Consultants working with the first U.K. defined contribution plan sponsors due to report transaction costs in November say their clients already are reviewing allocations in their portfolios.
First to come under review would be managers of similar strategies, for example global equities, where it will be easy for plan executives to do a side-by-side comparison of the managers' transaction costs. According to consultants, clients aren't yet explicitly planning to cut down on the number of managers or the number of funds offered within an asset class, but they are assessing which similar funds have higher costs.
Jonathan Parker, partner at Redington in London, said plan sponsors then will be able to tell which funds stand out. "If out of 20 funds (in the same sector), 18 have transaction costs between 10 and 20 basis points but two of them have between 60 and 80 basis points, the client will talk to the manager about why these costs are higher."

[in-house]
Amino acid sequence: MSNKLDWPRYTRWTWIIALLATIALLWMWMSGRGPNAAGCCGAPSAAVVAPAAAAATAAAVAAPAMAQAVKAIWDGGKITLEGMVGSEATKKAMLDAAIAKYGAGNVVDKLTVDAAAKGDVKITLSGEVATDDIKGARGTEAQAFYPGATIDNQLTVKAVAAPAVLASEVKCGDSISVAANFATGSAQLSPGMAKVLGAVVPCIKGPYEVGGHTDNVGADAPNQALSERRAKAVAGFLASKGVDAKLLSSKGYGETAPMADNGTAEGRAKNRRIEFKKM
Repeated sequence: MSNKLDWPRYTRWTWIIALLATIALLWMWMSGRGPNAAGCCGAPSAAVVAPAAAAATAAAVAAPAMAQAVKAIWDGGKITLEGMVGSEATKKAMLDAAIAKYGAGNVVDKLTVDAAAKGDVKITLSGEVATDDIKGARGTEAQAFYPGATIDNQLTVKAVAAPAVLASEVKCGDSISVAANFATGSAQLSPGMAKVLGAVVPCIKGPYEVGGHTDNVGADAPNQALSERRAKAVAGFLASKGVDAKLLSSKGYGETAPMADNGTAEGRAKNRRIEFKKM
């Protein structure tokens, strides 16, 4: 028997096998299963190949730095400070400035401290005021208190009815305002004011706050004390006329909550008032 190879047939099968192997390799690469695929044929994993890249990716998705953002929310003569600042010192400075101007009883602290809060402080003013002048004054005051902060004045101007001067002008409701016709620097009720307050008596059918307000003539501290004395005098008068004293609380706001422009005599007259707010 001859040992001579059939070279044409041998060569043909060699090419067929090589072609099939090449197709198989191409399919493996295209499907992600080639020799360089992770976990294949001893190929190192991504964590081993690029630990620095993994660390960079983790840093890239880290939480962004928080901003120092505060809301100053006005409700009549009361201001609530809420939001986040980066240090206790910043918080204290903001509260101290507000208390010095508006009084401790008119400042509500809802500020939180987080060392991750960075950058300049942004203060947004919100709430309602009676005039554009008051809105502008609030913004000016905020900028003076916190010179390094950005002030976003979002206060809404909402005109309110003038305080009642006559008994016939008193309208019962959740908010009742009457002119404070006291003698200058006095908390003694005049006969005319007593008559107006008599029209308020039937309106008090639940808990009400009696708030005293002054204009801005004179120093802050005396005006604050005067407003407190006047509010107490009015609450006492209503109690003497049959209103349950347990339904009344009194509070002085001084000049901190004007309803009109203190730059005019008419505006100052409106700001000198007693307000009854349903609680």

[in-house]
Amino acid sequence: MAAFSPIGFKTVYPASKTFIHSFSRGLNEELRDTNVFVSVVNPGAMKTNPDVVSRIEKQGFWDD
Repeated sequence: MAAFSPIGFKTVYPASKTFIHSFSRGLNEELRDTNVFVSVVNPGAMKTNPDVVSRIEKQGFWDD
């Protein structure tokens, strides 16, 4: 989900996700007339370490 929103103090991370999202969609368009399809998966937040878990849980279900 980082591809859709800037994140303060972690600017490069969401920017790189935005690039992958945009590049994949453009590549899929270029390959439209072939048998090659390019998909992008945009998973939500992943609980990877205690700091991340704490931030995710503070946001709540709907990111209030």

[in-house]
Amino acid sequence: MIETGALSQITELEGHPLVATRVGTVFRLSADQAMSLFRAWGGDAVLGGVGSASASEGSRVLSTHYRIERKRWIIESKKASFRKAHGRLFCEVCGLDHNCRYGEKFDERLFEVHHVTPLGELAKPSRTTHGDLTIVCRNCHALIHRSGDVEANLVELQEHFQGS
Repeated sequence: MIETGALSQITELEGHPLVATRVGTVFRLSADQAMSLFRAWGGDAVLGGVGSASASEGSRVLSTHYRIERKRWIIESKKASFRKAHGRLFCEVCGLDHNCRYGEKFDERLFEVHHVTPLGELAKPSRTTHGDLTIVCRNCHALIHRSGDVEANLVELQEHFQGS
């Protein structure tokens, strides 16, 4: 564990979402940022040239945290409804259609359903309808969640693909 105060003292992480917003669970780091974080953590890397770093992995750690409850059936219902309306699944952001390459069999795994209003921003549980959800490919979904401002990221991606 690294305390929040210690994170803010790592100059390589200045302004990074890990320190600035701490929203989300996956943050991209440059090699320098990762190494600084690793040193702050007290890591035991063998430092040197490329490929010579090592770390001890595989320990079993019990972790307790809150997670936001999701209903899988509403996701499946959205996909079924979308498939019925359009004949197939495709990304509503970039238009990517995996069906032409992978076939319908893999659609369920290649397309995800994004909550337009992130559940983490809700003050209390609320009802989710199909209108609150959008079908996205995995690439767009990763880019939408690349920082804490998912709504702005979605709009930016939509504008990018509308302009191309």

David Porter, head of investment delivery for Europe, the Middle East and Africa at AllianceBernstein LP in London, said funds that feature high-turnover portfolios — such as some multiasset portfolios known in the U.K. as diversified growth funds — but don't produce the expected return, might also be reconsidered by clients because the new methodology will highlight the cost of trading for these funds.
However, some sources said the impact of the new transaction-cost reporting on strategic asset allocation will not be seen immediately.
Alistair Byrne, head of Europe, the Middle East and Africa pensions and retirement strategy at State Street Global Advisors in London, said: "Clients largely (have) made a decision (that they) want to be spending additional investment budget on active funds or, say, emerging market equity, where execution costs might be higher, and the transaction costs information won't change their strategy."